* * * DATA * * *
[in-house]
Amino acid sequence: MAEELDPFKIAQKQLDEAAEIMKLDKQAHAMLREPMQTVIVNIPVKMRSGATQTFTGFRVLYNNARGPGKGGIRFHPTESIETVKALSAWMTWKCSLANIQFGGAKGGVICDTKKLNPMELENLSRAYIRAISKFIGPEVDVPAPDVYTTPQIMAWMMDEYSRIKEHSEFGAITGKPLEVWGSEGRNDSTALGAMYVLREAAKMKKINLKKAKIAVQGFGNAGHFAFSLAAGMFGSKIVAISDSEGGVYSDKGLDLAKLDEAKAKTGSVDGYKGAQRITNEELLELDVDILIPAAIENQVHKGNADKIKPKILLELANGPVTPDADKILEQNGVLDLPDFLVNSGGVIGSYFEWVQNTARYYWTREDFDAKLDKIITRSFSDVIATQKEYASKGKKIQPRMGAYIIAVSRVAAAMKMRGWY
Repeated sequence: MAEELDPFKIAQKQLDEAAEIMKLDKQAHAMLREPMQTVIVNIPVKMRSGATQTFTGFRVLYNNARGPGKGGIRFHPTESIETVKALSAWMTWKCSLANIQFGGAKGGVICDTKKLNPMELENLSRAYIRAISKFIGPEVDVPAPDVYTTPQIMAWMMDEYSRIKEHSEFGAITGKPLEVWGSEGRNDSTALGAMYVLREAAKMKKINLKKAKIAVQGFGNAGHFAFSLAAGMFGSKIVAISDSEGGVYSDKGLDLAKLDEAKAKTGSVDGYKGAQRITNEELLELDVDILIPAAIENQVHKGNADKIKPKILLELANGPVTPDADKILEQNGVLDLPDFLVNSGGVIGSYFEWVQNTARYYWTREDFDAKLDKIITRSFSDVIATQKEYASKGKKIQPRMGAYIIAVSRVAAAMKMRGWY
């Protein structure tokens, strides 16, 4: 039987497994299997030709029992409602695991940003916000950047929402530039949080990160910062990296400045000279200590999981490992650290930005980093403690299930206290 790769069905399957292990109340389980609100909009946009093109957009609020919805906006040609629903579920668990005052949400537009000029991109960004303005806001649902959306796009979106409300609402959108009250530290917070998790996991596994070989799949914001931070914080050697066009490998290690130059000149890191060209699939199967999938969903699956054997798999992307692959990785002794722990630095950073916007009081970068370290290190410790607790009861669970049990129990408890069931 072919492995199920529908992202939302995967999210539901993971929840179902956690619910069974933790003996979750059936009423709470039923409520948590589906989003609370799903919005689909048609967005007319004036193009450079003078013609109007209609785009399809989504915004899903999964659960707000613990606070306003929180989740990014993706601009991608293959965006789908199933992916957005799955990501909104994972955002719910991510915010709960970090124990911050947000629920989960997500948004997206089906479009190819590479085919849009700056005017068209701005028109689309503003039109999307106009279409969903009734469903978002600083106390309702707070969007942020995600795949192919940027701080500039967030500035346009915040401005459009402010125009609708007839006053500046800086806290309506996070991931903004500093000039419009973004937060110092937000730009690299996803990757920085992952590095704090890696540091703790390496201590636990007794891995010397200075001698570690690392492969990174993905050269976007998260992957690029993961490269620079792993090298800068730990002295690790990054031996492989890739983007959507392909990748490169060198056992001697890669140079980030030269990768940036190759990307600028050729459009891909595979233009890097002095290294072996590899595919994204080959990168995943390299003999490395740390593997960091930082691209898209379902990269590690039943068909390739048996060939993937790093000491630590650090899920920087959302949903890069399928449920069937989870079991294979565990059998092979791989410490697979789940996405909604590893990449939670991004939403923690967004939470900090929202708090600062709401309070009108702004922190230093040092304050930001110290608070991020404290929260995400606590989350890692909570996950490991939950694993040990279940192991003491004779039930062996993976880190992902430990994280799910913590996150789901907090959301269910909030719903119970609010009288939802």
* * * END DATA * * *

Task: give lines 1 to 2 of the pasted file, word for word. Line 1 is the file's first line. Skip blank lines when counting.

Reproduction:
[in-house]
Amino acid sequence: MAEELDPFKIAQKQLDEAAEIMKLDKQAHAMLREPMQTVIVNIPVKMRSGATQTFTGFRVLYNNARGPGKGGIRFHPTESIETVKALSAWMTWKCSLANIQFGGAKGGVICDTKKLNPMELENLSRAYIRAISKFIGPEVDVPAPDVYTTPQIMAWMMDEYSRIKEHSEFGAITGKPLEVWGSEGRNDSTALGAMYVLREAAKMKKINLKKAKIAVQGFGNAGHFAFSLAAGMFGSKIVAISDSEGGVYSDKGLDLAKLDEAKAKTGSVDGYKGAQRITNEELLELDVDILIPAAIENQVHKGNADKIKPKILLELANGPVTPDADKILEQNGVLDLPDFLVNSGGVIGSYFEWVQNTARYYWTREDFDAKLDKIITRSFSDVIATQKEYASKGKKIQPRMGAYIIAVSRVAAAMKMRGWY